Ecological appraisal of two wastewater treatment works, Anglesey (2016)

I don’t usually travel as far as Anglesey for work, but occasionally it’s nice to go further afield.  This project involved ecological appraisal of two small wastewater treatment works in north west Anglesey.  Turning down the lane to the first site, I noticed a large development on the corner, ringed in great crested newt fencing.  Fairly big clue to the main ecological concern in this area!  Tourists often just visit the island’s spectacular coastline, but inland Anglesey is famous amongst ecologists for its cornucopia of wetlands, from ponds to lakes to internationally important species-rich fens and marshes.  And this means great crested newts are frequently found.

Great crested newt photographed in Cheshire in 2014 as part of a licensed survey

Great crested newt photographed in Cheshire in 2014 as part of a licensed survey

I arrived at the entrance to the site access track to find people trial pitting in the field (!)  This is generally a big no-no in the world of great crested newts, because newts take refuge at ground level, so digging up the ground could potentially kill newts as well as destroying refuges.  Thankfully, the sheep had cropped the field so short beforehand that the chances of there being a newt hiding there were essentially zero.  Awkward conversation avoided. Success.

The treatment works itself was quite typical – usually a wastewater treatment works will have fairly short mown grassland and/or hardstanding around the main infrastructure, and often, if the site has been there for a long time or is particularly rural, there will be some disused open sludge beds.

True to form, in the northern half of this site was a rectangular area covered in nettles.  Now I worked for United Utilities (North West Water) for two years, so I’m wise to this.  Nettles absolutely love sewage sludge.  It’s rich in phosphate and they absolutely thrive on it.  So if I’m at a treatment works and I see a rectangular area covered in nettles, I automatically think “sludge bed” and I keep my distance.  You see, the fun thing about sludge beds is that after a while some of the solids rise to the top, where they dry out, and a sort of crust forms, and then plants seed themselves in and what you end up with is a floating mat of nettles over an unknown depth of liquid sludge.  The really great part is that it looks perfectly safe to stand on.  Until you stand on it…  I’m happy to say I’ve never made this mistake, but I have heard legends about people having to be hosed down etc – very nasty !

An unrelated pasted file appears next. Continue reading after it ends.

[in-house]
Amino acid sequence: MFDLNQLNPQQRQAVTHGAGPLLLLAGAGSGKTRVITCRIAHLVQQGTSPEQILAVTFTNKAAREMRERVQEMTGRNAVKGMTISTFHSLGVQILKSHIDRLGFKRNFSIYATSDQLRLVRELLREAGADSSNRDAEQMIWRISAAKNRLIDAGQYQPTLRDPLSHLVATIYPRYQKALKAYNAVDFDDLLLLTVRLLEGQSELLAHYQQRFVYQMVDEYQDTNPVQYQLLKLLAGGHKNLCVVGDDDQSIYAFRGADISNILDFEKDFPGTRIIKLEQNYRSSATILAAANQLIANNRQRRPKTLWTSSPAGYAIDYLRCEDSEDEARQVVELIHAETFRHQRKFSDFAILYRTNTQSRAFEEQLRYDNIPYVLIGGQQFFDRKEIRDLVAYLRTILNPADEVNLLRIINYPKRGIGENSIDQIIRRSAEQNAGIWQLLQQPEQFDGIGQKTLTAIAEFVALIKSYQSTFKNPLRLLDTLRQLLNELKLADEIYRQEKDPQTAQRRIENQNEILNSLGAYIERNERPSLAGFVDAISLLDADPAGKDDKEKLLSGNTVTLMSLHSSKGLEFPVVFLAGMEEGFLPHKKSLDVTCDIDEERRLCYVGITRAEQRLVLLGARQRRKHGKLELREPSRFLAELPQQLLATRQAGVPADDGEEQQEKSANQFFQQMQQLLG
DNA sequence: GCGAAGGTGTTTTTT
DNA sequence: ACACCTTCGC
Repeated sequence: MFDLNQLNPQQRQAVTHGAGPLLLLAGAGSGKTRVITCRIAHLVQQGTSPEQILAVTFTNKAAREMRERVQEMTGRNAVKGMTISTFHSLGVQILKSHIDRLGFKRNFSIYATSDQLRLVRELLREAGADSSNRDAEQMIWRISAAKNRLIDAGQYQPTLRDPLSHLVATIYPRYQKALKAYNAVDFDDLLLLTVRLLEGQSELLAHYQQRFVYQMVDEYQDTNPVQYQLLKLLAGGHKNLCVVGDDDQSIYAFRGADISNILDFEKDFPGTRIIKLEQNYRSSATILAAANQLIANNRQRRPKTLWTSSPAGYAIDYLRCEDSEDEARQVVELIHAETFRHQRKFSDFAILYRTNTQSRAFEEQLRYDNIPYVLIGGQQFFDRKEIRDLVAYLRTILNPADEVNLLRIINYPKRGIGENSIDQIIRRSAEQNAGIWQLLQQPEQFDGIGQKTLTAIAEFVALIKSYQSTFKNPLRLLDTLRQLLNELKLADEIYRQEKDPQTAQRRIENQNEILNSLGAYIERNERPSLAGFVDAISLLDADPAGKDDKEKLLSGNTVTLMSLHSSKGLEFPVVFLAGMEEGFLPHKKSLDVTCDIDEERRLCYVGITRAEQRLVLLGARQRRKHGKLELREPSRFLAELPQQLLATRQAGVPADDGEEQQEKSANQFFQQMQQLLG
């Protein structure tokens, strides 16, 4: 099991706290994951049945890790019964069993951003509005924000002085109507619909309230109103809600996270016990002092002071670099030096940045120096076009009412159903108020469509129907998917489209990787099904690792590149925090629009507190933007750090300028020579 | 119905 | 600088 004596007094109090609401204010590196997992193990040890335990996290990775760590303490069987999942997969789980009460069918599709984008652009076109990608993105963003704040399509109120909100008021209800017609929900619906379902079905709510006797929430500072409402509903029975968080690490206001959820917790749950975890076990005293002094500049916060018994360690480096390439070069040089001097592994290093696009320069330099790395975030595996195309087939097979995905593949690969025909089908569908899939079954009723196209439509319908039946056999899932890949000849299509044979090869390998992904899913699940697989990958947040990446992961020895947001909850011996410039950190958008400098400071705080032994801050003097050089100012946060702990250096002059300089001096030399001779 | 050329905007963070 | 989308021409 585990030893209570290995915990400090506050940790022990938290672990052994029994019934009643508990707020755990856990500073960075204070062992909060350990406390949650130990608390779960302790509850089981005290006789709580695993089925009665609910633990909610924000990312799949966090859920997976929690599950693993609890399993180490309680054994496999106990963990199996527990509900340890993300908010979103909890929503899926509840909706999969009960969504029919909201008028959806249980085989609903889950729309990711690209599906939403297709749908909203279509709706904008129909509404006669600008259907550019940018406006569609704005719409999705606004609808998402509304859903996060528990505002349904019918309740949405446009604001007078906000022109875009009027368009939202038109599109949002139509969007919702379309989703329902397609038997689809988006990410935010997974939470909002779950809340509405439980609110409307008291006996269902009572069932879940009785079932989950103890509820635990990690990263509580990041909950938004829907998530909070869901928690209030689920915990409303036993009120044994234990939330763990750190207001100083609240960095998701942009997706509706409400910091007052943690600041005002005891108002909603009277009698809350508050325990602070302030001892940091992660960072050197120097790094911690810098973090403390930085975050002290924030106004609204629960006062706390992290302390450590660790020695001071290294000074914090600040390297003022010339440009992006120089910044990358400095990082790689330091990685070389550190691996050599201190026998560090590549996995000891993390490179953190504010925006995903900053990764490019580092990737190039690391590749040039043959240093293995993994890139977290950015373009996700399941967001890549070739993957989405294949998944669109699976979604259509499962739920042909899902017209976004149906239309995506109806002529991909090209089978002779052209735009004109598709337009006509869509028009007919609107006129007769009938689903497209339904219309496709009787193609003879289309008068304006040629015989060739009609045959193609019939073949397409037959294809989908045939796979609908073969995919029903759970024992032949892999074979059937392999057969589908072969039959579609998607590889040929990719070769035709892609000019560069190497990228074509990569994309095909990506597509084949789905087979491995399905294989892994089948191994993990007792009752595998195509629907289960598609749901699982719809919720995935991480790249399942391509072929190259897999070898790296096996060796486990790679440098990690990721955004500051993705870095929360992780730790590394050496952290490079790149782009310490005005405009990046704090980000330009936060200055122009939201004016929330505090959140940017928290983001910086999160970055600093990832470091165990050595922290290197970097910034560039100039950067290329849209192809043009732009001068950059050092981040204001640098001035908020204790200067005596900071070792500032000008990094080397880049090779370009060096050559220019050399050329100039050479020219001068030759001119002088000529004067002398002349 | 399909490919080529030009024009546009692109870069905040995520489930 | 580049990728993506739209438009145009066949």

I avoided standing on the nettles, but I did think it could potentially be the sort of place where newts might hang out to feed or perhaps rest during the day.  This flummoxed me a bit.  The proposed project involved removal of the old sludge bed type feature and replacement with a more modern alternative, so if there were newts in there someone was going to have to find them and fish them out so they could be removed to a safe place.  But how? I am NOT going swimming about in anything foul saturated and, anyway, even if I did, how am I going to find the newts in opaque sludge ???  Definitely not happening.  I gave the project team some more sensible options, but I’m not sure what they decided in the end.

The second site provided some interesting observations also.  The access track to this particular site is shared with a farm up the hill, and on the Ordnance Survey map there is a stream along its full length.  Given the previous records for water vole in the immediate area, I was hopeful that there might be some nice habitat.  When I arrived I was pretty sad to see that the entire thing had been recently aggressively dug out and canalised with all the trees cut down and virtually no vegetation left, just empty stony banks.  I went down to the treatment works anyway, where I found the usual hardstanding/infrastructure/amenity grassland mosaic, and also the farmer, who I’m sorry to say was less than civil to me.  It was, therefore, with some satisfaction that I noted numerous small plants of Japanese knotweed growing out of his newly dug out drain.  Along the entire length.  By next year there will be a veritable thicket of the stuff and it will undoubtedly get him into trouble with the neighbouring landowners when it inevitably spreads.  Take that, environmental destructor !

Advertisements

Comments are closed.